Ohio Gulch gravel gripe
"We are willing to work with the county, but were not
willing to have the county say we cant do something. We are interested in mining the
Stanley Hamilton, department of lands director
By GREG STAHL
Express Staff Writer
As much as 65 acres of sand and gravel in Ohio Gulch could be mined to a
depth of 18 feet, garnering Idahos schools $2.25 million over the next 10 years.
Those figures are contained in an Idaho State Land Board interdepartmental
The land board proposes to lease two portions of its square mile of Ohio
Gulch to the Idaho Transportation Department (ITD) and private contractors, partially in
conjunction with state Highway 75 expansion.
But the Blaine County Commission and a group of Ohio Gulch homeowners are
challenging the land boards authority to do as it sees fit with state school
endowment land in Ohio Gulch.
County zoning does not permit such uses in the Ohio Gulch area. Mining in
one of two zones there would be allowed only as a conditional use.
"We are willing to work with the county, but were not willing
to have the county say we cant do something," department of lands director
Stanley Hamilton said in a recent interview. "We are interested in mining the
According to an attorney generals opinion cited in the Idaho Code,
"The land board is not bound by the terms of the Local Planning Act and is not
required to abide by county zoning ordinances."
Ketchum attorney Ned Williamson said in an interview Monday that the land
boards authority over state land, in respect to county zoning, has never been tested
in Idahos appellate courts. Williamson is representing a group of Ohio Gulch area
homeowners called the Mid-Valley Owners Association. The group was formed primarily
to address the legality and impacts of the proposed gravel mining.
The association "supports the construction of a safe highway system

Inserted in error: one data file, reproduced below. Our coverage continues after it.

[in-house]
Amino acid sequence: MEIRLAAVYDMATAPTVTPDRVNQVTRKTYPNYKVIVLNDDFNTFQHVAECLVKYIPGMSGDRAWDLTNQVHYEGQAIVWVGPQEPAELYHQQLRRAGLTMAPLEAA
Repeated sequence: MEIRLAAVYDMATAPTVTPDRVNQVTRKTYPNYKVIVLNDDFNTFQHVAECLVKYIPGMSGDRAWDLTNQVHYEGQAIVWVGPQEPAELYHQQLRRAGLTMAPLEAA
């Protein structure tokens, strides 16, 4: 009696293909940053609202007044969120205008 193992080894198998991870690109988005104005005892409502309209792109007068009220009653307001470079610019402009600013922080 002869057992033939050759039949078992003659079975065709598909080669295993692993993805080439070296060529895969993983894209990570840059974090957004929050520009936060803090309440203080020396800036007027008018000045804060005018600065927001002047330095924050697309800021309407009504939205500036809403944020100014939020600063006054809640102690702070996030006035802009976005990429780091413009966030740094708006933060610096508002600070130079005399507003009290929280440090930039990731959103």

in Blaine County, but believes the state and all local contractors who will be excavating
gravel or storing fill material should be required, like any other citizen, to seek and
obtain a conditional use permit in a public forum," Williamson wrote in a Monday
"We have been assured that the county will insist upon compliance
with the local zoning ordinance."
Though the county commissioners did not return the Idaho Mountain
Expresss phone calls yesterday, they have publicly expressed concern over the
states plans and an intention to maintain the current zoning.
Such local concerns will likely rub the land board the wrong way.
In a Jan. 19 letter to the Blaine County Commissioners, Hamilton
please consider this letter as the boards direction to remove
from endowment lands in Blaine County.
"We hope for a quick resolution to the planning and zoning issues in
Ohio Gulch and we would like to move forward with lease issuance as soon as the zoning
issues are resolved."
According to the department of lands interdepartmental memo, dated Dec.
14, "General operating plans will remove the gravel to nearly the same elevation as
the adjacent [Ohio Gulch Road] and provide a suitable site for future development, which
could include light industrial uses, commercial uses or residential lots."
If gravel excavation goes ahead as planned, it wont be the first
time in Ohio Gulch. In fact, an existing lease would continue if Blaine Countys
intervention ceases or when a cooperative agreement is reached.
In December 1998, the land board issued a 10-year mineral lease to local
contractor McStay Construction to operate a commercial sand and gravel pit in Ohio Gulch.
On Sept. 28, 1999, Blaine County issued a stop work order to McStay
Construction to stop gravel excavation in Ohio Gulch because the use does not conform to
the areas zoning.
McStay Construction removed approximately 60,000 cubic yards of gravel
from the site before the county issued the stop work order. About 400 cubic yards of that
material were used in the Triumph Mine remediation process.
As much as 100,000 cubic yards may be needed from the Idaho Transportation
Departments gravel deposit in 2000 to satisfy highway construction needs, the land